Friday, May 29, 2009

Unions unite against cuts

By Robert Laurie

Several hundred demonstrators took part in a march in bright sunshine last Saturday across north London in defence of jobs in higher education and the Civil Service. Organised by PCS and the University and Colleges Union with the support of it marched along Holloway Road where it passed London Metropolitan University, the first main focus of the march. The University is facing drastic cuts amounting to about a quarter of the workforce forced upon it when it was discovered the University had grossly underestimated the number of students on its book. It not only has to pay back Government grants given on the base of these inflated student numbers but faces greatly reduced grants in future years. For once it is not entirely fair to blame the senior managers for these problems. Because LMU has a good record in providing access to university courses for working class students it has a very high and unpredictable drop out rate. This is due to these unfunded students facing financial troubles often having to temporarily or permanently abandon their courses.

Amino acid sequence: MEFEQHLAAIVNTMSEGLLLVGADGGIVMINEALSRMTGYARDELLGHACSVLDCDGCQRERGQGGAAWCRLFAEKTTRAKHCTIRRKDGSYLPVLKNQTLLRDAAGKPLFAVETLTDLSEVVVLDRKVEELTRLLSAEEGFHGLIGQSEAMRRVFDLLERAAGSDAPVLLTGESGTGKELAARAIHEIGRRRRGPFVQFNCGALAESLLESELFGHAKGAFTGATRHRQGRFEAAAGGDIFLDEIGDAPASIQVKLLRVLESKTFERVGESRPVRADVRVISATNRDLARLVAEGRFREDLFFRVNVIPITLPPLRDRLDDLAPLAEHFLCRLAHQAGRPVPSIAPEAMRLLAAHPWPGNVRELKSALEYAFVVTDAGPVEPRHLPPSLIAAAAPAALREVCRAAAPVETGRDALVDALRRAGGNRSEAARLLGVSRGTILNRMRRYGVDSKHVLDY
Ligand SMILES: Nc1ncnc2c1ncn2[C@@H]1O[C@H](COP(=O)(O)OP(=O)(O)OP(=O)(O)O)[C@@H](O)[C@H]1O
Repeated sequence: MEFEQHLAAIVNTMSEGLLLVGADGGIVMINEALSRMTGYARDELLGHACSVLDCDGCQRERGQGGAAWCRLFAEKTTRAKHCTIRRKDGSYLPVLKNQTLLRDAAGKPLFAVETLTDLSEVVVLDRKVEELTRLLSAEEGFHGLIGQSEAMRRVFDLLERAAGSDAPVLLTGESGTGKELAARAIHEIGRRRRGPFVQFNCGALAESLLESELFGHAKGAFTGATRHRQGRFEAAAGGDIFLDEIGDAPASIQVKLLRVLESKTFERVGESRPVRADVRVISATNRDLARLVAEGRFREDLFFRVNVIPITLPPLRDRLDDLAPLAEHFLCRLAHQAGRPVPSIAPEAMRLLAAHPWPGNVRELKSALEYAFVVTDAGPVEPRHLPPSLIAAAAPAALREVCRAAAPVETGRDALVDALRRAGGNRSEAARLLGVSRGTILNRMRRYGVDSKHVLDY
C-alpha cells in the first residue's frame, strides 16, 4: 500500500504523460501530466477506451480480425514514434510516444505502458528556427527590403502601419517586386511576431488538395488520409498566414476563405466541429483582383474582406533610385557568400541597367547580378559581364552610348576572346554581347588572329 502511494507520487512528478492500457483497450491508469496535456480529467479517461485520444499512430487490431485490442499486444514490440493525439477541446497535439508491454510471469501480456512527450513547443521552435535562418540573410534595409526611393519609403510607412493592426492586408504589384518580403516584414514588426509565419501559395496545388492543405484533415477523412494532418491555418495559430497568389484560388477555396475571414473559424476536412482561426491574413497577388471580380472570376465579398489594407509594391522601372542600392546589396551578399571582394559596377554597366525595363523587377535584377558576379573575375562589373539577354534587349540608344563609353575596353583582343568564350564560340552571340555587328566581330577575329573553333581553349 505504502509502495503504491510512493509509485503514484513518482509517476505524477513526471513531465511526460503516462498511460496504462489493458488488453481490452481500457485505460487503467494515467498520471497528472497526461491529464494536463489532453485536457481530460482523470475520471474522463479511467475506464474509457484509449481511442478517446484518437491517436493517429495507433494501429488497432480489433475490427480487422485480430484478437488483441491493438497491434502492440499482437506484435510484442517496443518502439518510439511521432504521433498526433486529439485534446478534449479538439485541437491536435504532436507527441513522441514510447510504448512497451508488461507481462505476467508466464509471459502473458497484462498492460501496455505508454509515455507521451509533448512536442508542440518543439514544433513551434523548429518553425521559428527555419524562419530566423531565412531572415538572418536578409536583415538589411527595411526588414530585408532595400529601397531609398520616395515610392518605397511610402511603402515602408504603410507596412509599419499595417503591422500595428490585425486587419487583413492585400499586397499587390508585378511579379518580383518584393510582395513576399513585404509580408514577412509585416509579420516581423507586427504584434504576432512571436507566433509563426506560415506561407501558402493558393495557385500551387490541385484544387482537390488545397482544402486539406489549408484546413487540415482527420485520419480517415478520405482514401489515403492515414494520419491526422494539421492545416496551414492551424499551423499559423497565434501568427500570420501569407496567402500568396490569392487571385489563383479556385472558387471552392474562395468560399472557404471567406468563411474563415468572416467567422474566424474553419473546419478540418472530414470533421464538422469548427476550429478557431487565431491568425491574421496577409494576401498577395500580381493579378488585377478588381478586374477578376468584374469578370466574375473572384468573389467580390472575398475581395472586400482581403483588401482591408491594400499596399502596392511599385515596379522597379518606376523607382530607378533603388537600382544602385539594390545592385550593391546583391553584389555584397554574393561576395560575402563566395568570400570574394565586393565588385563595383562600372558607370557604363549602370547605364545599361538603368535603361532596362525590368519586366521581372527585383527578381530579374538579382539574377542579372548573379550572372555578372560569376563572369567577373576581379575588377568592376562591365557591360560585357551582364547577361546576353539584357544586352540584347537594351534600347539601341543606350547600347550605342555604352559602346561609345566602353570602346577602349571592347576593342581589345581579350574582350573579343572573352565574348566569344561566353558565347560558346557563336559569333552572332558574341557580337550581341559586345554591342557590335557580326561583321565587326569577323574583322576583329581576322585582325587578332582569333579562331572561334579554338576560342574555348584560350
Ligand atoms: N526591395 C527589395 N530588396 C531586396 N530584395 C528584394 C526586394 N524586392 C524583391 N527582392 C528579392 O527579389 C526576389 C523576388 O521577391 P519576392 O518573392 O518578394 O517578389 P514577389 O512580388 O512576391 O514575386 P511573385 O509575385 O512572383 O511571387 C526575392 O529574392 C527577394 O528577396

The march ended with a rally in the park near Archway Tower thus linking up with the struggle of workers at the Tower who are fighting against relocation and job cuts. The Tower houses the Office of the Public Guardian (the government body responsible for administering the financial affairs of mentally handicapped people). Present government plans include either relocating the 500 staff out of London. Additionally the plans include establishing a call centre system which will cut all personal visits to vulnerable people and their carers.
Speakers included local MP Jeremy Corbyn who denounced Higher Education Minister David Lammy for speedily backtracked on a pledge given in the Commons to launch a public inquiry into events at LMU and stated that the struggle for jobs a LMU was only part of a wider struggle for access to higher education. Other speakers contrasted the billions being handed out to bankers with the comparatively small sums required to solve all the problems of funding higher education.

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